Some months ago, Plan International USA, my organization, applied for a grant from a family foundation. By all accounts, the foundation loved the grant application. Everyone agreed it was a good program design that would build community resilience among a vulnerable and marginalized population group. However, instead of a grant, we received a rejection letter “as much as we would like to support the request; unfortunately, the events that took place in 2018 […] are precluding us from supporting at this time.” The donor was reacting to a Plan International Annual Safeguarding Report from 2019. The report is part of our commitment to be as transparent as possible about safeguarding incidents and actions taken within any part of Plan. The report highlighted an incident that took place in a project that was being carried out by another Plan member, not Plan USA. But this was a distinction without a difference. For this foundation, quite rightly, the fact that there were any incidents in any part of the broader Plan organization disqualified every part of the Plan family from receiving funding.
I did not like getting this response as the result of our transparency, but I understand it. A safeguarding violation by any part of our Plan family reflects poorly on Plan USA. Just like a violation in any part of our International NGO sector reflects poorly on every organization in our sector. Until the entire sector adopts rigorous and effective safeguarding standards, no part of our sector can hope to earn (or re-earn) the full trust and support of donors. Is it possible to think that a sector as varied and global as ours can adopt and adapt a common set of standards to the benefit of all? I think so.
How do can we do it?
- It starts with clear policies and guidelines. Policies must include rigorous training, oversight, assessment and monitoring of all actions that touch or affect children and any project participant. Safeguarding is not something you add to your work; it is something you embed in every part of your operations. Good safeguarding starts with a core understanding that each person has rights; among these are the right to be safe and free from violence.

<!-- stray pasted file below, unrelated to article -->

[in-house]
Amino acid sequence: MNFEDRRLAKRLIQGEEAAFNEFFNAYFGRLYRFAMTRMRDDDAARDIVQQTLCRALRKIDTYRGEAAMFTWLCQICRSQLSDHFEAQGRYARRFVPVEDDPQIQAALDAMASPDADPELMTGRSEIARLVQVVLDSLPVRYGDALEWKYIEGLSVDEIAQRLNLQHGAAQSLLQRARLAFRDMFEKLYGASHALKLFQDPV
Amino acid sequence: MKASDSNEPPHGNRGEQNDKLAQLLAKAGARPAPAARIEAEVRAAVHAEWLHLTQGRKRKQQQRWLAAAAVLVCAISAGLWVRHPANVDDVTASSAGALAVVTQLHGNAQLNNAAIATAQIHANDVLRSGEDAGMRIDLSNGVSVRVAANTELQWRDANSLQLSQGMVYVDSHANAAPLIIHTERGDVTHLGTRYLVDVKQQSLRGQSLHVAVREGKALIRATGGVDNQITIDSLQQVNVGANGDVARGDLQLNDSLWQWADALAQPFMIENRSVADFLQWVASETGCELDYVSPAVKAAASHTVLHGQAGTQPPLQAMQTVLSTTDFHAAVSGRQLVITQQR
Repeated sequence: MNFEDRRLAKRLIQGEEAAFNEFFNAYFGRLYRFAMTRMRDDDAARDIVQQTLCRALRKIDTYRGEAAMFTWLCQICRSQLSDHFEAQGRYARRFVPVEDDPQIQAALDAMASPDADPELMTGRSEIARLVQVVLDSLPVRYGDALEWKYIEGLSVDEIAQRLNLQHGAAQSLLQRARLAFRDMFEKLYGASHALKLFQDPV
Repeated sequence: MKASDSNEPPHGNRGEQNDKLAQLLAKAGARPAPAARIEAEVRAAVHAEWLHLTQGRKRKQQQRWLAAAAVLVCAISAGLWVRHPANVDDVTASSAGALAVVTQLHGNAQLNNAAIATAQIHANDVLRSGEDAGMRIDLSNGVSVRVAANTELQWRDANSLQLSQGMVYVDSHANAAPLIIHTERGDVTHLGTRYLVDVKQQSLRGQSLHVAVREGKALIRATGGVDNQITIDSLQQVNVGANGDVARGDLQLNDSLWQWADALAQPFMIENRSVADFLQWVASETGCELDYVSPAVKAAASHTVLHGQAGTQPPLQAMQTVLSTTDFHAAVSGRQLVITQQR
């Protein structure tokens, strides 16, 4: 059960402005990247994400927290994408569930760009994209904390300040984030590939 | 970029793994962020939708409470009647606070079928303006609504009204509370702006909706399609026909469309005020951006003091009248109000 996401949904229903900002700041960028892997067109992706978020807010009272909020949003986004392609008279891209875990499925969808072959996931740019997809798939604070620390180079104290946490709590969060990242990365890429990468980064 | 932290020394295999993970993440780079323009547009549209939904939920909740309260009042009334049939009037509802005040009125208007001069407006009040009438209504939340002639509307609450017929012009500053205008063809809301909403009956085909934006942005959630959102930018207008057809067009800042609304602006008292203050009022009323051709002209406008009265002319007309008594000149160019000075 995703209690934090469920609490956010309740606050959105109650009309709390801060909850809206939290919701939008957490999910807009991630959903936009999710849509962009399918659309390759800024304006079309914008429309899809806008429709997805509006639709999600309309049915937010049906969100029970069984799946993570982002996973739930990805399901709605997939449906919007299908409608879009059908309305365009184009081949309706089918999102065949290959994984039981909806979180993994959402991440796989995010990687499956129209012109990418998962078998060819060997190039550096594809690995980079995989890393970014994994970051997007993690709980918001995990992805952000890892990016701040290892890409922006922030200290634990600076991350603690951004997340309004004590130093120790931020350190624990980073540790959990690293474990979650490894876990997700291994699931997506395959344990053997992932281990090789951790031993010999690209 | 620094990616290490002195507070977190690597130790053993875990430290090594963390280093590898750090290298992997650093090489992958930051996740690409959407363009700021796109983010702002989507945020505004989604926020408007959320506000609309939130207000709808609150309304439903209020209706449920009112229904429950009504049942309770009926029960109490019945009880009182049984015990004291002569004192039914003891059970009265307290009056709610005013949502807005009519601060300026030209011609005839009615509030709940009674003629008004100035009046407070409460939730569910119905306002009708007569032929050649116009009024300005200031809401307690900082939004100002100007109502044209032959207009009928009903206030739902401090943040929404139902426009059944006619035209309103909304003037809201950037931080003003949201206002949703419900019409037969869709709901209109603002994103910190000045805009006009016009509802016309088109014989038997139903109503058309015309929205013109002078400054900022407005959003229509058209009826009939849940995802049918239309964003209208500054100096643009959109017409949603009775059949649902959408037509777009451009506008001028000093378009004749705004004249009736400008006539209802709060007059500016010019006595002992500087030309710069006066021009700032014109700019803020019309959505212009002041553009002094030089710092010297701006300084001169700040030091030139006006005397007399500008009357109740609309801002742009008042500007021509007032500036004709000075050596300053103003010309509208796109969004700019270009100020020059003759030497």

These policies must apply to every staff member, project participant, implementing partner, supporter, vendor and trustee. This requires a whole system be built and maintained to embed safeguarding into key support functions such as recruiting, vetting, training and reporting.
At Plan, there is an in-depth self-assessment and audit on every entity, in every country in which we operate every year.
- Safeguarding must include standards for donors and supporters. As noted above, any person or entity that is engaged in projects and activities your organization supports must be part of your safeguarding expectations and plan.
For Plan, this includes strict standards to which not just Plan staff but its entire network of supporters and vendors must adhere. This includes standards for photographing and exchanging correspondence with children and for interacting with children and their families. We complete an annual sex offender screening of our entire database of active child sponsors every year. We also put every corporate and foundation partner through a vetting process.